Geographic distribution and genetic diversity of the Ehrlichia sp. from Panola Mountain in Amblyomma americanum
1 Centers for Disease Control and Prevention, Atlanta, GA 30333, USA
2 U.S. Army Center for Health Promotion and Preventive Medicine, Entomological Sciences Program, Aberdeen Proving Ground, MD 21010-5403, USA
3 Daniel B. Warnell School of Forestry and Natural Resources, University of Georgia, Athens, GA 30602, USA
4 Southeastern Cooperative Wildlife Disease Study, Department of Population Health, College of Veterinary Medicine, University of Georgia, Athens, GA 30602, USA
5 Georgia Division of Public Health, Atlanta, GA 30303-3186, USA
6 DNA/Identity Laboratory, Department of Pathology and Human Identification, University of North Texas Health Science Center, Ft. Worth, TX 76107-2699, USA
7 Department of Evolution, Ecology and Organismal Biology, The Ohio State University, Columbus, OH 43210-1293, USA
8 Air Force Research Laboratory, Brooks City-Base, TX 78235, USA
9 266 N. Lincoln St., Laramie, WY 82070, USA
BMC Infectious Diseases 2008, 8:54 doi:10.1186/1471-2334-8-54Published: 23 April 2008
A novel Ehrlichia, closely related to Ehrlichia ruminantium, was recently discovered from Panola Mountain State Park, GA, USA. We conducted a study to determine if this agent was recently introduced into the United States.
We developed a sensitive PCR assay based on the conserved gltA (citrate synthase) gene and tested DNA samples extracted from 1964 field-collected and 1835 human-biting Amblyomma americanum from 23 eastern states of the USA.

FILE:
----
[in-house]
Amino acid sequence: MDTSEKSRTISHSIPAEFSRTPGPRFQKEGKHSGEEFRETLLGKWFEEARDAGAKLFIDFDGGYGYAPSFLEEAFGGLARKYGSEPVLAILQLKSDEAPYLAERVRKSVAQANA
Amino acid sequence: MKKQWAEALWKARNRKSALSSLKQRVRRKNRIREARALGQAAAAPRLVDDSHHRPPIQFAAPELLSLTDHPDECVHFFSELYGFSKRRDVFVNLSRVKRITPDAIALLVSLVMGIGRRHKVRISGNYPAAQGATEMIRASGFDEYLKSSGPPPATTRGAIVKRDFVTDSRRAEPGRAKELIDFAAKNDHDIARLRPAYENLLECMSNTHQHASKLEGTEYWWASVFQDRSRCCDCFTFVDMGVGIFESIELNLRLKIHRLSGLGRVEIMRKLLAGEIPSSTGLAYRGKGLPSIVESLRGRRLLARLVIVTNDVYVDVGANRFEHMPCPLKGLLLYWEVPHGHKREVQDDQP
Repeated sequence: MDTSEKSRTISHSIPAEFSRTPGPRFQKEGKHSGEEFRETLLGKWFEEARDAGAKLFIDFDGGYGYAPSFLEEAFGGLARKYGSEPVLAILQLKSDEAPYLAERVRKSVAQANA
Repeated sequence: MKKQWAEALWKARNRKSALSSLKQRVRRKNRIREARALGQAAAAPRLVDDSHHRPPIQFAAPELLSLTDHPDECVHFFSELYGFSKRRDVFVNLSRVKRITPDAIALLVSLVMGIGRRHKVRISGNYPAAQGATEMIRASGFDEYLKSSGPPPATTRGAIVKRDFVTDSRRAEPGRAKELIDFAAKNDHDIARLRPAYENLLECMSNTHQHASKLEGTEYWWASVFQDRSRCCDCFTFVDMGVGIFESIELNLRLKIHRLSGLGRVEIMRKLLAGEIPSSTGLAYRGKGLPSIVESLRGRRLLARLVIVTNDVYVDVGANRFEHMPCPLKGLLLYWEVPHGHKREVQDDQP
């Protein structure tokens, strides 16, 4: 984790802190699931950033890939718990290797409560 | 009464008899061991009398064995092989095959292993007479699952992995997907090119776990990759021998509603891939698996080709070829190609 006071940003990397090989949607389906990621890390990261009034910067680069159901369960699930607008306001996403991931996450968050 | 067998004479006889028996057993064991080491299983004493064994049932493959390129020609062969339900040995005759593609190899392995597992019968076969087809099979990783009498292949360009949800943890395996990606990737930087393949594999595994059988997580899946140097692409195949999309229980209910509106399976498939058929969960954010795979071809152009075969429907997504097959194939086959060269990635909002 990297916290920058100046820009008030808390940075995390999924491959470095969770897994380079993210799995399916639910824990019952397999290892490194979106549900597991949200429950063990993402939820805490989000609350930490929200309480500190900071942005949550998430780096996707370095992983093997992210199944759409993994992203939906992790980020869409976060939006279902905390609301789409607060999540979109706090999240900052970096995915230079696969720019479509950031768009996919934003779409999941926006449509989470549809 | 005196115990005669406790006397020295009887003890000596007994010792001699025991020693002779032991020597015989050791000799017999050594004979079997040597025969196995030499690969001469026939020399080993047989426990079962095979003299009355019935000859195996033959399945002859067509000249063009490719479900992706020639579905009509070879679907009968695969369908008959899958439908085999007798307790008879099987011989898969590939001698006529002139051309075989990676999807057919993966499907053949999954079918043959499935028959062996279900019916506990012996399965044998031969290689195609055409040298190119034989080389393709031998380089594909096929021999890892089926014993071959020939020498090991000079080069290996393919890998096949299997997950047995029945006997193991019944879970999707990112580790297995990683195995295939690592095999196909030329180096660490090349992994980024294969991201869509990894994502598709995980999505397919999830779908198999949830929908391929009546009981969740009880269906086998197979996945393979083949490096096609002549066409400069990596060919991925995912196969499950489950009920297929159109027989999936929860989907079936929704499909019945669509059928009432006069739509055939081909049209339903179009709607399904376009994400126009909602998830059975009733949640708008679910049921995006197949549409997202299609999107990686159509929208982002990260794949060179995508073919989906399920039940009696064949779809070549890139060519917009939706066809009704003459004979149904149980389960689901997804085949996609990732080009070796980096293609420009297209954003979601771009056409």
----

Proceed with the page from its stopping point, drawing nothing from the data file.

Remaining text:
The novel agent was detected in 36 ticks collected from 10 states between 1998 and 2006. Infected ticks were collected both from vegetation (n = 14, 0.7%) and from humans (n = 22, 1.2%). Fragments of the conserved gltA gene and the variable map1 gene were sequenced from positive samples. Two distinct clades, with 10.5% nucleic acid divergence over the 730 bp map1 sequence, were identified.
These data suggest that the Panola Mountain Ehrlichia was not recently introduced to the United States; this agent has an extensive distribution throughout the range of its tick vector, has been present in some locations for several years, and displays genetic variability. Furthermore, people in several states were exposed to this agent through the bite of infected ticks, underscoring the potential public health risk of this emerging ehrlichiosis.